It took the Apostle John twenty-one chapters to tell his side of the story of Jesus. He concluded by writing “Now there are also many other things that Jesus did. Were every one of them to be written, I suppose that the world itself could not contain the books that would be written” (John 21:25).
If the whole earth could be filled with volumes written about Jesus’ short ministry upon it, then we’d have to stretch the universe to hold all the books that might be written about His eternal existence, His fellowship with the Father, His work of creation, and all His activities from the Beginning.
Finiteness cannot exhaustively define Infinitude—but we can speak with authority regarding what God has revealed about Himself. Here are a few essential truths about Him.
Jesus is God. This reality is central to the Scriptures and to Christianity. It is the premise of the Gospel. (See John 1:1). It was Jesus’ assertion of equality with God that led to troubles with the religious leaders over and over. And the affirmation of His deity ultimately led to the cross. (See Matthew 26:64.)
Jesus is God in the flesh. Jesus was not some metaphysical apparition. He had real flesh and bones; He grew tired; He needed sleep. Because He came as God in flesh, He understands our weaknesses from personal experience and intercedes for us as an empathetic High Priest. (See I John 4:3 and Hebrews 4:15.) Jesus is the only Savior. Savior from what? Since Adam disobeyed God (sin), man has labored under sin’s penalty. Ultimately, that penalty is death. And when we die, we reap eternal punishment in hell (spiritual death forever). UNLESS—unless there could be a Savior who would exchange His sinless life for our sinfulness, whose perfection could substitute for our failure, who would bear the punishment for our sins and reconcile us to God. When Jesus stepped onto the scene of this world, He came to do just that—to give real life, abundant life, eternal life to mankind, at the price of His death. (See Galatians 3:13.)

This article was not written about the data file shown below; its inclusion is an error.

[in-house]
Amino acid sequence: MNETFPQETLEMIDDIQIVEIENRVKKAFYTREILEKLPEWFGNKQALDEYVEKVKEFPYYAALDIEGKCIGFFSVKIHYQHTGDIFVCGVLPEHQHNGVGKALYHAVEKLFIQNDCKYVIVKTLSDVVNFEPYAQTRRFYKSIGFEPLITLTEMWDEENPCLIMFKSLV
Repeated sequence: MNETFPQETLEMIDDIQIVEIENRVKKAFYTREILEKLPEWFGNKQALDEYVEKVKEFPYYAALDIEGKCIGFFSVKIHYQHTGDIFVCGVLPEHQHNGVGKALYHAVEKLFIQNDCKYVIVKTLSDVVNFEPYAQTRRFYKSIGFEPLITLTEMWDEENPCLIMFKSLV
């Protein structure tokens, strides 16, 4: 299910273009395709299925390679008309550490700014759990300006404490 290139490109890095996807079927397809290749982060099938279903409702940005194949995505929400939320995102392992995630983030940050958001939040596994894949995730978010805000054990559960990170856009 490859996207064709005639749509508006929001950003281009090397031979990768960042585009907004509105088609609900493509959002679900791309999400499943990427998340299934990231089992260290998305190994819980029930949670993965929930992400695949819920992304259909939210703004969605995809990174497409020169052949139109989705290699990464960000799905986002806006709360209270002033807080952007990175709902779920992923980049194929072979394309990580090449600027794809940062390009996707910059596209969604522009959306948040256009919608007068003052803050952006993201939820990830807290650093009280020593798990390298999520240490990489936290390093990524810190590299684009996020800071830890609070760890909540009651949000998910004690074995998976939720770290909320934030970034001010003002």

There never has been any other Savior. Jesus always has been the only way to God. Moses and the Old Testament believers saw Him through the windshield of time (Hebrews 11:26). We see Him in the rear view mirror. But all come to God through Him. (See Acts 4:12 and John 14:6.)
Jesus is Lord. One day, every knee will bow before King Jesus and acknowledge that He is absolute Sovereign. Until then, we who know Him demonstrate His Lordship by loving, obeying, and worshiping Him. (See Philippians 2:9–11.)
When we talk about Jesus, we’re not talking about an idea that we can deconstruct and re-make in a way that most appeals to us. We’re not talking about a figment of the imagination that we can argue away like some bothersome dream.
We’re talking about a Person, just as literally as you and I are persons—only He is the Original, while we are flawed copies. I could make up all kinds of fanciful stories about you if that best suited my liking, but none of my imaginings would alter who you are. There are endless debates about Jesus, as if He were an undefined concept, moldable to reason and subject to intellect. But He is who He is no matter what anyone says about Him. (See Exodus 3:14; John 18:6.)
And that’s just a taste of the amazing story of who Jesus is. Eternity will resound with praise to the Lamb. He died, was buried, rose again, and ascended to the right hand of God—so that we might be made the righteousness of God in Him. (See II Corinthians 5:21.)
Someday, Jesus will come back again. The inheritance promised to those who love Him will be given in full-measure: mortality will be swallowed up by life.
The issue then is not redefining Jesus—He is who He is. The issue is not reinventing ourselves—we are who we are. Apart from the transforming power of the Savior, we are spiritually dead, unable to lift a finger in our own cause. The most dedicated, self-effacing person is still spiritually dead unless Jesus makes him alive. We cannot re-make ourselves. Our raw material is fatally flawed.
Then what must we do to experience the saving power of the Savior? “Believe in the Lord Jesus, and you will be saved, you and your household” (Acts 16:31). Jesus does all the saving. We don’t meet Him half-way up the ladder to heaven; He doesn’t augment our native ability with a little supernatural assistance. It’s Jesus or nothing—and what He offers is called grace (the exchange of nothing for everything on the basis of the character of God alone).
Grace is the defining characteristic of the life of anyone who believes on Jesus. We begin in Him by grace and we continue in Him by the same grace. Jesus is all in all in this life and in the life to come.
And that is why it is so important for those who believe on Jesus to practice seeing the Invisible God. He is the Source of everything good. Faith itself is a gift from Him. Any strength in weakness, any victory over temptation, any triumph through pain, any good for evil—is only by Him. It is all by grace.
It is socially unacceptable to be exclusive about religion. A “Jesus and . . .” approach might be approved. But if we go that route, we might as well leave out the “Jesus” part and stick with the “and,” conjuring a fantasy from thin air.
Jesus is the only way to God; He has always been the only way to God. And He will be the only way forever.
Want to know more? The entire Bible is a revelation of Jesus (Luke 24:27). There is no better way to know Him than to read what God says about Him.